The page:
When the environment is noisy, speech perception takes place in under-optimal listening conditions. Young adults with normal hearing are efficient at processing such a degraded speech signal thanks to efficient auditory and linguistic perceptual mechanisms. However, this perceptual robustness is only attained at the end of childhood. How do infants cope with noise in the very early phases of language acquisition? Do they rely on any of the factors that are at play in adulthood? Very little is known on these points.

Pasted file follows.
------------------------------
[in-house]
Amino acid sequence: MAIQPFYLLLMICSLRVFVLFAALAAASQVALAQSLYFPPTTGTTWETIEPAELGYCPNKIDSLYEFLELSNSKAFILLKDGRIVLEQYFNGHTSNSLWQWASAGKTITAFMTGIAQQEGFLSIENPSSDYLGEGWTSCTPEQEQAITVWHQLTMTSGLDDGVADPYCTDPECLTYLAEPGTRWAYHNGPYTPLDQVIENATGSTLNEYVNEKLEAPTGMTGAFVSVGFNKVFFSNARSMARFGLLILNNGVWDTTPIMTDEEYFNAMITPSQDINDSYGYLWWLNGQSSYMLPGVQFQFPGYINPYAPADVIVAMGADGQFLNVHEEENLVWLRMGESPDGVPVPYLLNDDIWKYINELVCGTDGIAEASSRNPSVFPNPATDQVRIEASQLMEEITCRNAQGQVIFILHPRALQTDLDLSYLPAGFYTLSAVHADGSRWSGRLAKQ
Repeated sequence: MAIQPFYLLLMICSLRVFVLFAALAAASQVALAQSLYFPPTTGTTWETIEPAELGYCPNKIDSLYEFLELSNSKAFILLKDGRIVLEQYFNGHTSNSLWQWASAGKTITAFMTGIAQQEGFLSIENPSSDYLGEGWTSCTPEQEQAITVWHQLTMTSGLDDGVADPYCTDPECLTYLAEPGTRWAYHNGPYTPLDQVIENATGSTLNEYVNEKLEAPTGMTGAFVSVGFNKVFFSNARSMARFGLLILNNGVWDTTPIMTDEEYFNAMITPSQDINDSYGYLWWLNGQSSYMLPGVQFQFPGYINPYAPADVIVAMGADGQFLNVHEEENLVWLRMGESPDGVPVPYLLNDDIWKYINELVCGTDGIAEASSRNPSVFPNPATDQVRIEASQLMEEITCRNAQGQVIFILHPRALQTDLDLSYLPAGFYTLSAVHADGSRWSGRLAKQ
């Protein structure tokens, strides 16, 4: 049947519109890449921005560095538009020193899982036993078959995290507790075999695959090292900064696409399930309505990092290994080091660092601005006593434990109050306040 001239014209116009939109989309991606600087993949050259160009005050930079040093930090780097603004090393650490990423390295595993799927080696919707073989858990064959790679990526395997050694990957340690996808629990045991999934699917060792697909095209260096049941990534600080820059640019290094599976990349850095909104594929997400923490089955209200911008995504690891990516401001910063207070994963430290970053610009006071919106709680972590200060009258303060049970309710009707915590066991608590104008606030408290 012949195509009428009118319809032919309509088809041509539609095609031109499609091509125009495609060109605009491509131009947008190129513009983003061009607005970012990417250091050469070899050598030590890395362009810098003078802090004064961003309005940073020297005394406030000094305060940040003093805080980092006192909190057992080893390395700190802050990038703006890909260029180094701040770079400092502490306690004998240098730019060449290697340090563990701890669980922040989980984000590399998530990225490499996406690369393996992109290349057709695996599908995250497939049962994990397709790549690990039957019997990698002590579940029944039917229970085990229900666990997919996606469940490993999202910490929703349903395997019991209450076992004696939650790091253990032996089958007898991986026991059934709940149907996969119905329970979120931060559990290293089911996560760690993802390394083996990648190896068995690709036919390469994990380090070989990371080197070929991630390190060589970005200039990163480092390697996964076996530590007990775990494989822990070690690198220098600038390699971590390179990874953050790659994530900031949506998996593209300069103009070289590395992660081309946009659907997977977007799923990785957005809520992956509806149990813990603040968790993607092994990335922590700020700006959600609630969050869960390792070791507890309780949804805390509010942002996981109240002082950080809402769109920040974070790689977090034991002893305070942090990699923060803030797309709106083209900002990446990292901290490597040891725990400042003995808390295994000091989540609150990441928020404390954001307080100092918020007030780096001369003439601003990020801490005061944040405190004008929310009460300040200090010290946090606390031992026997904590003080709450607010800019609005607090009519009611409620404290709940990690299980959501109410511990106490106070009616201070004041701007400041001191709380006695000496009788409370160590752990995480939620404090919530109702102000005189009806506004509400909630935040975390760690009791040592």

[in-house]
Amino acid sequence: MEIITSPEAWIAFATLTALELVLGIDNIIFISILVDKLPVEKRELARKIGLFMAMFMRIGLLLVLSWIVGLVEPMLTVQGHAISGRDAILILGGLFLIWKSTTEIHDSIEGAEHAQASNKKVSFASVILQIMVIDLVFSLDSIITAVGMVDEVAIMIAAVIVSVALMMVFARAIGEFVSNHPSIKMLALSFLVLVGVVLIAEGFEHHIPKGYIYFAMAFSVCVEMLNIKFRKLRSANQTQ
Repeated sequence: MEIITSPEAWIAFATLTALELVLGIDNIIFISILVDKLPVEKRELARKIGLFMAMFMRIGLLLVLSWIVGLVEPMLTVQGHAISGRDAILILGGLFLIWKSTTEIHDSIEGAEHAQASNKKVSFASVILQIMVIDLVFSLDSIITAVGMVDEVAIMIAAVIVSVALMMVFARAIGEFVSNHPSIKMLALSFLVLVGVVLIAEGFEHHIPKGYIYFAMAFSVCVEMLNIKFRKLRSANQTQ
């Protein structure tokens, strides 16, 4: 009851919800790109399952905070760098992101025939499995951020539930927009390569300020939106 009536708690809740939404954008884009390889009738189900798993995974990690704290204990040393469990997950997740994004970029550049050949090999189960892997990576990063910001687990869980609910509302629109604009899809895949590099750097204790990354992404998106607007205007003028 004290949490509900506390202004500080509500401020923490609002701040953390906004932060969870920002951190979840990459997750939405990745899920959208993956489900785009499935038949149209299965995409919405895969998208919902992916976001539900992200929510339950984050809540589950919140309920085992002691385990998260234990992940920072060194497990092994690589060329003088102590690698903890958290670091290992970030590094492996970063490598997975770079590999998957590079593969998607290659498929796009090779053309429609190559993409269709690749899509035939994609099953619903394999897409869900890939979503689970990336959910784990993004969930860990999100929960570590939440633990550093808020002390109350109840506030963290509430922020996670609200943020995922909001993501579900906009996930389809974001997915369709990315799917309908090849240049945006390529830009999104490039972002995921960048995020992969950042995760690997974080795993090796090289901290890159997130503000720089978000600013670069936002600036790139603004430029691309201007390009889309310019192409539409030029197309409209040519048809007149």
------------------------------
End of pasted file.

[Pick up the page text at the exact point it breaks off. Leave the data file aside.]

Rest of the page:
In this project in collaboration with Irene Lorenzini (INCC), we aim at shading light on speech-in-noise perception in early infancy. Data acquisition will take place at the BabyLab INCC, where the participants (3-month-old infants) will undertake a procedure composed by: an EEG recording (electroencephalography measuring the Amplitude Modulation Following response) and a behavioral task (assessment of speech-in-noise perception as determined with the observer-based technique). Home recordings documenting the linguistic environment of the participants will also be carried out using the LENA system.